Water vole appeal

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Will you help water voles recover today?

Water voles and the places they live are under extreme pressure. Their numbers fell by a catastrophic 90% in the 1990s alone – mainly due to the release and spread of non-native American mink into the wild. They’re also under threat as their homes are destroyed when river banks are built on and concreted over.

It’s crucial to protect water voles’ homes and to safeguard them from developments and non-native mink. Mink still pose a serious threat to water voles so early detection of them is key, especially in areas where water voles have been reintroduced or where their populations are increasing. So we’re excited about some new research we’ve just begun funding which should improve the way we monitor water voles. At the moment we rely on surveys that look for the signs that water voles leave behind (droppings and feeding remains), but these surveys can be time consuming and require expert knowledge.

A quicker, less invasive method to establish water vole presence in a lake or river is to sample for environmental DNA (eDNA). All living creatures shed DNA as they move about, and it can be found in soil, snow and water. We’ll take small samples of water and test them for water vole DNA. We will carry out traditional survey methods at the same time, so we can compare how effective the different methods are, and if eDNA testing can consistently detect water voles. If we can prove this is as effective as traditional water vole surveying, we’ll have a new, easier way to monitor and help water voles.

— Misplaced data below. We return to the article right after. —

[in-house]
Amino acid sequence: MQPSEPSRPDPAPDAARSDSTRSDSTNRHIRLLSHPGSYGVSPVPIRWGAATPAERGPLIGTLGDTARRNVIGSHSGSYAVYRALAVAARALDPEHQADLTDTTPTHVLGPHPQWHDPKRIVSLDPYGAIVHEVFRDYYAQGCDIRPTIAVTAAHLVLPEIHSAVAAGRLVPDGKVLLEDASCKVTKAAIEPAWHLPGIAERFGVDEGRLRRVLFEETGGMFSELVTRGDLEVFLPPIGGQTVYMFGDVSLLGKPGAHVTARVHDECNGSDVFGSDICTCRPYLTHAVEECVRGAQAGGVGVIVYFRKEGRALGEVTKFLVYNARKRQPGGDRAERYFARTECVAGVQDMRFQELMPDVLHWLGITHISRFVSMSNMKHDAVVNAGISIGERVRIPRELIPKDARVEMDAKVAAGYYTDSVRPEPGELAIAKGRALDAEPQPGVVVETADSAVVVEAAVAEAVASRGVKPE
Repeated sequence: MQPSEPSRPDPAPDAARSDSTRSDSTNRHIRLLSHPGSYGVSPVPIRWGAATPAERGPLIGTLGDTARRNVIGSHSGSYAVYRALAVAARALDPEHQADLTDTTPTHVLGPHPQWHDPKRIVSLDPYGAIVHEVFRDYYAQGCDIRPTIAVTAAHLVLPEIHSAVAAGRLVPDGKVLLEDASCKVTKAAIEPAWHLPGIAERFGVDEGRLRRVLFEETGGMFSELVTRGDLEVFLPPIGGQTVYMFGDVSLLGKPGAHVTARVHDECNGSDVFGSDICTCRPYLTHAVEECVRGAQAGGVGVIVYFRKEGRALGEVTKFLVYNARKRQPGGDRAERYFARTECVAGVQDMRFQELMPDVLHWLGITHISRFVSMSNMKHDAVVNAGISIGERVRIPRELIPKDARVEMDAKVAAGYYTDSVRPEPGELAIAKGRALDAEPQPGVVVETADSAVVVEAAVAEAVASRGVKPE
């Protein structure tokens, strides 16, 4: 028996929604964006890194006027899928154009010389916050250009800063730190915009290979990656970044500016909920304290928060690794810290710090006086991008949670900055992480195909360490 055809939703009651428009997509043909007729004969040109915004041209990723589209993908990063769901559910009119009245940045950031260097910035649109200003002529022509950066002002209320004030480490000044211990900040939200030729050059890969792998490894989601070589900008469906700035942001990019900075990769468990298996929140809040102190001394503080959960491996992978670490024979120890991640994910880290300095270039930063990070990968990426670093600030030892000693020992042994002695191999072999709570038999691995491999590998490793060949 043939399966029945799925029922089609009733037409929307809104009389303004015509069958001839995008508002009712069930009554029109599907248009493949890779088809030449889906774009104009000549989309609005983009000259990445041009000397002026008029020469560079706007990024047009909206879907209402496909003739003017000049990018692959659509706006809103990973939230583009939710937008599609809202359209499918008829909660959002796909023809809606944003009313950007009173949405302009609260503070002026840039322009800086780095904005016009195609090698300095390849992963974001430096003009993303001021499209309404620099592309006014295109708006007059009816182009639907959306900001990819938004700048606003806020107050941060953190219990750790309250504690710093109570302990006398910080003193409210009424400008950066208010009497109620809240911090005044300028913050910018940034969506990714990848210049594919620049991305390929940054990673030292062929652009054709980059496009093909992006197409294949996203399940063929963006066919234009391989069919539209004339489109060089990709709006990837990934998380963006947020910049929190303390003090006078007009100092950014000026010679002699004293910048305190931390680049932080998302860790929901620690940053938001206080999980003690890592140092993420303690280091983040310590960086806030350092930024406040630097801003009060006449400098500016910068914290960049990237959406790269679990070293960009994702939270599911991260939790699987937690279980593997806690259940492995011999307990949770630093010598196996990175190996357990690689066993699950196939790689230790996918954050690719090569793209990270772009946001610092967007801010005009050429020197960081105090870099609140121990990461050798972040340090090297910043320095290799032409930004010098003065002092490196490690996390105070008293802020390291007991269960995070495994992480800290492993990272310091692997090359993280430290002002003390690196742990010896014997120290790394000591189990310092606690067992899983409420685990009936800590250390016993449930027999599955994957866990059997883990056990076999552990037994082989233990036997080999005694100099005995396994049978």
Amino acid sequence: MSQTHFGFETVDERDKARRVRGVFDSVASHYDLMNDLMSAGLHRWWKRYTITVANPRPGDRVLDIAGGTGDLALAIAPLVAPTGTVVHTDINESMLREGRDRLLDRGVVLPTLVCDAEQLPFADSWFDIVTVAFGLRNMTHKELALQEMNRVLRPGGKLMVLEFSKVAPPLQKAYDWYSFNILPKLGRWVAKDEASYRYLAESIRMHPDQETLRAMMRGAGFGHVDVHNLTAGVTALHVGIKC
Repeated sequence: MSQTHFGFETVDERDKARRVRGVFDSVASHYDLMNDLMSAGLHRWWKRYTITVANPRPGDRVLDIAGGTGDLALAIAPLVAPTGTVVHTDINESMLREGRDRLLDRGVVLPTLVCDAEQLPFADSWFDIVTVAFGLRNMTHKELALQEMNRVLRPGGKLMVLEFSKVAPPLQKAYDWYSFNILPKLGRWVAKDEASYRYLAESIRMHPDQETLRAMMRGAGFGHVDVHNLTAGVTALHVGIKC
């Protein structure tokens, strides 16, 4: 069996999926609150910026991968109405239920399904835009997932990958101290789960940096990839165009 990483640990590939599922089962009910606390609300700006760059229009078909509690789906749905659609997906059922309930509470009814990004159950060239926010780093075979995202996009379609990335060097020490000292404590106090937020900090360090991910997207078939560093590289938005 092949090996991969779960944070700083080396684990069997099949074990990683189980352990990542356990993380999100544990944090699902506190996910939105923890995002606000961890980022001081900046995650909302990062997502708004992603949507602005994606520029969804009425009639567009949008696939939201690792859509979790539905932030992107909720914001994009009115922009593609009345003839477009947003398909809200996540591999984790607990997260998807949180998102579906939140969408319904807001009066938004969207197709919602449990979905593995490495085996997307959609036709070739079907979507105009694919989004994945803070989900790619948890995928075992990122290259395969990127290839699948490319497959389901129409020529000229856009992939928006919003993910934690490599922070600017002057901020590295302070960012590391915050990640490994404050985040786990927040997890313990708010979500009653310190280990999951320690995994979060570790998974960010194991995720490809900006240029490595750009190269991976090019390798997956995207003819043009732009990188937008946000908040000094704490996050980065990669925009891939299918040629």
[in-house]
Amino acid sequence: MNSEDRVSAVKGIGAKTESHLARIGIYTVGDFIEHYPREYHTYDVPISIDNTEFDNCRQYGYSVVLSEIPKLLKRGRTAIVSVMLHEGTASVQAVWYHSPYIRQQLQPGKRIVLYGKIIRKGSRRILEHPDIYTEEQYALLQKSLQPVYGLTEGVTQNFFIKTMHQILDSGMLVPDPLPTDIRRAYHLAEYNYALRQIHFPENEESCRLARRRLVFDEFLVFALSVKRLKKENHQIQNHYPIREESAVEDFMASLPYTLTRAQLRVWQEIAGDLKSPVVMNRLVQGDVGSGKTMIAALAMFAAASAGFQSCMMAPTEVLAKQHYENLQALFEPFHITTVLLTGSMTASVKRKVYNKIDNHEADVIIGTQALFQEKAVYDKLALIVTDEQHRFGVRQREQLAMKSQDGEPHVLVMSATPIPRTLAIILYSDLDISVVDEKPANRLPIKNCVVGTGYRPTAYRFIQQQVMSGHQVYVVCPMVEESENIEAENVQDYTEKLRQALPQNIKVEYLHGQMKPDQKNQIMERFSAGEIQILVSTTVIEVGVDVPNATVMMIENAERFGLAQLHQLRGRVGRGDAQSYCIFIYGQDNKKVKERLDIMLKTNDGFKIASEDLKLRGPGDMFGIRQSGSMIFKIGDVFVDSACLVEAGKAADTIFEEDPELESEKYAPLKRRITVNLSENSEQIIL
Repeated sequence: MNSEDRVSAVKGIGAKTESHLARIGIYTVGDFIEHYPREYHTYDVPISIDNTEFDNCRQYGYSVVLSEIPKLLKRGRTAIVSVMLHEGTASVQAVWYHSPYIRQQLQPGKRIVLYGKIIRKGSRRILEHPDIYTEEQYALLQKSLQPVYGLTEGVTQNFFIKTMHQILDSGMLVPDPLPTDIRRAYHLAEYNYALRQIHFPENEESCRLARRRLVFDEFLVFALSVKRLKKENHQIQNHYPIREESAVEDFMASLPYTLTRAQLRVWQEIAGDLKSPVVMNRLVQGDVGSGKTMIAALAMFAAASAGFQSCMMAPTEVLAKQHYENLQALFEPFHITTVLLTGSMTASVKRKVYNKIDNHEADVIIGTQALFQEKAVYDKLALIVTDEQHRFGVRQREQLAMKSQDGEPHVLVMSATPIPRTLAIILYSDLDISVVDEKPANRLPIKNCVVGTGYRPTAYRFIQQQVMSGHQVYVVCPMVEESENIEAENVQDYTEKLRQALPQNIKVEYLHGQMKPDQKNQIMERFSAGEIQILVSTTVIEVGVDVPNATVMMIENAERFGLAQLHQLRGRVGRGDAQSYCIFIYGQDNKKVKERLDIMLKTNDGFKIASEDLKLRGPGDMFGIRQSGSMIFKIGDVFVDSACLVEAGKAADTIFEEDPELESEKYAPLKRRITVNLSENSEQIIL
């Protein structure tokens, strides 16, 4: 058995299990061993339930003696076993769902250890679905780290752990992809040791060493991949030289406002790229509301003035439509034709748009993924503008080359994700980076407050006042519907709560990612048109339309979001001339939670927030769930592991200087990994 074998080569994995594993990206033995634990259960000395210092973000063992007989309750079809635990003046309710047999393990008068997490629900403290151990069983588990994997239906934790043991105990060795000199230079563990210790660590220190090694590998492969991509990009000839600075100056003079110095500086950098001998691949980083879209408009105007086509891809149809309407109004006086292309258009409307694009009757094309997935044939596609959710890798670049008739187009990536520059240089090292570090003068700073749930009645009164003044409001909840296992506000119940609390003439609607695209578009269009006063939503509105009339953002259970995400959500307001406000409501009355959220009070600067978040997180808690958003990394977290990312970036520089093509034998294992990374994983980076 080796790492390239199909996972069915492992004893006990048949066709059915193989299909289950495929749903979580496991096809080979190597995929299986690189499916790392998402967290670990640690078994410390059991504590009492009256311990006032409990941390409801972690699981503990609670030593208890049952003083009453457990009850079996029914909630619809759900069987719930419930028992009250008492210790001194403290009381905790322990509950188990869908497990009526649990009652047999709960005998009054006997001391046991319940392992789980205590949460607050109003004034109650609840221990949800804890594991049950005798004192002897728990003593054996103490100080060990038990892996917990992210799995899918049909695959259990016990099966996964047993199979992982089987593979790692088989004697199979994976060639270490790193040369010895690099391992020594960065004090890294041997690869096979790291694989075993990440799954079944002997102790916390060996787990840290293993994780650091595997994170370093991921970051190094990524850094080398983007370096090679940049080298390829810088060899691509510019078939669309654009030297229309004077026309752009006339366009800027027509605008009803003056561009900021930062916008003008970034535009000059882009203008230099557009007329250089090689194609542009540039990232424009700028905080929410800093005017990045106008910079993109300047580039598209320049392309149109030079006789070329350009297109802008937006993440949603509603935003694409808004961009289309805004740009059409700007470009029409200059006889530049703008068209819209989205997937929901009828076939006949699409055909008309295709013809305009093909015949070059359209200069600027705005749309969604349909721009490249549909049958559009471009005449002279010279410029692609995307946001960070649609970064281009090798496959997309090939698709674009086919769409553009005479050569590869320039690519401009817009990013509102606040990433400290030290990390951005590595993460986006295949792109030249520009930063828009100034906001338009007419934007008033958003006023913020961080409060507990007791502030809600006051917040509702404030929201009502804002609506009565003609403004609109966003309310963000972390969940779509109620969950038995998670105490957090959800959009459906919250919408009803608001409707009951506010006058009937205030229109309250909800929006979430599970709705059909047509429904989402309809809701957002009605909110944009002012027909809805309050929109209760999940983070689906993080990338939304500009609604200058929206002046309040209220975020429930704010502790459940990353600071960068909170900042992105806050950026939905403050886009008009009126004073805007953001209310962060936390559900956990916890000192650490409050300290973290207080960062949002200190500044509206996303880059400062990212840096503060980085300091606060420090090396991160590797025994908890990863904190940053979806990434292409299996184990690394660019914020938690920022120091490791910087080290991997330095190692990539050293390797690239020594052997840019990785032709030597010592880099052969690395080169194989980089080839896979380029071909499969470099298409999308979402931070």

This method could also be used for early detection of predators, like mink, and will be particularly useful when protecting water voles from the effects of development projects. Developers are legally obliged to check for water voles when building near water, as they’re a protected species. An effective, simple method of surveying for water voles could mean that mitigation can be put in place quickly to protect water voles from building works that would destroy their riverbank homes. eDNA is already being used to survey for great crested newts at development sites, so it would be fantastic if this method can also be used for water voles.

Donate now and help us protect water vole and their homes

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